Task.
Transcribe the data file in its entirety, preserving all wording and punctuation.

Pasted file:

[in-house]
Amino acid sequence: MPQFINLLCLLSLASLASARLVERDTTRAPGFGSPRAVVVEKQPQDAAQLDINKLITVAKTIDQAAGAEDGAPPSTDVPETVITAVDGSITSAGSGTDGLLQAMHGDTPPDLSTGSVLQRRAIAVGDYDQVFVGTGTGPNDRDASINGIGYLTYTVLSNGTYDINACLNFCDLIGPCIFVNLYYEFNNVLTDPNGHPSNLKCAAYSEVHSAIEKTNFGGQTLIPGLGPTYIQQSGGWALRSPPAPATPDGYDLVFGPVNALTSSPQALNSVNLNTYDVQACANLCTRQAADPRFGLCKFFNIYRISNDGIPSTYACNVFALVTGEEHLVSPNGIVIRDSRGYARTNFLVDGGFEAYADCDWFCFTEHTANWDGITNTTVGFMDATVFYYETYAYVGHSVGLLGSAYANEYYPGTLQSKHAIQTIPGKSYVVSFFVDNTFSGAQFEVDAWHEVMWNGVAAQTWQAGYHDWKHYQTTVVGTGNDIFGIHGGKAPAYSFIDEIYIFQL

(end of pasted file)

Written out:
[in-house]
Amino acid sequence: MPQFINLLCLLSLASLASARLVERDTTRAPGFGSPRAVVVEKQPQDAAQLDINKLITVAKTIDQAAGAEDGAPPSTDVPETVITAVDGSITSAGSGTDGLLQAMHGDTPPDLSTGSVLQRRAIAVGDYDQVFVGTGTGPNDRDASINGIGYLTYTVLSNGTYDINACLNFCDLIGPCIFVNLYYEFNNVLTDPNGHPSNLKCAAYSEVHSAIEKTNFGGQTLIPGLGPTYIQQSGGWALRSPPAPATPDGYDLVFGPVNALTSSPQALNSVNLNTYDVQACANLCTRQAADPRFGLCKFFNIYRISNDGIPSTYACNVFALVTGEEHLVSPNGIVIRDSRGYARTNFLVDGGFEAYADCDWFCFTEHTANWDGITNTTVGFMDATVFYYETYAYVGHSVGLLGSAYANEYYPGTLQSKHAIQTIPGKSYVVSFFVDNTFSGAQFEVDAWHEVMWNGVAAQTWQAGYHDWKHYQTTVVGTGNDIFGIHGGKAPAYSFIDEIYIFQL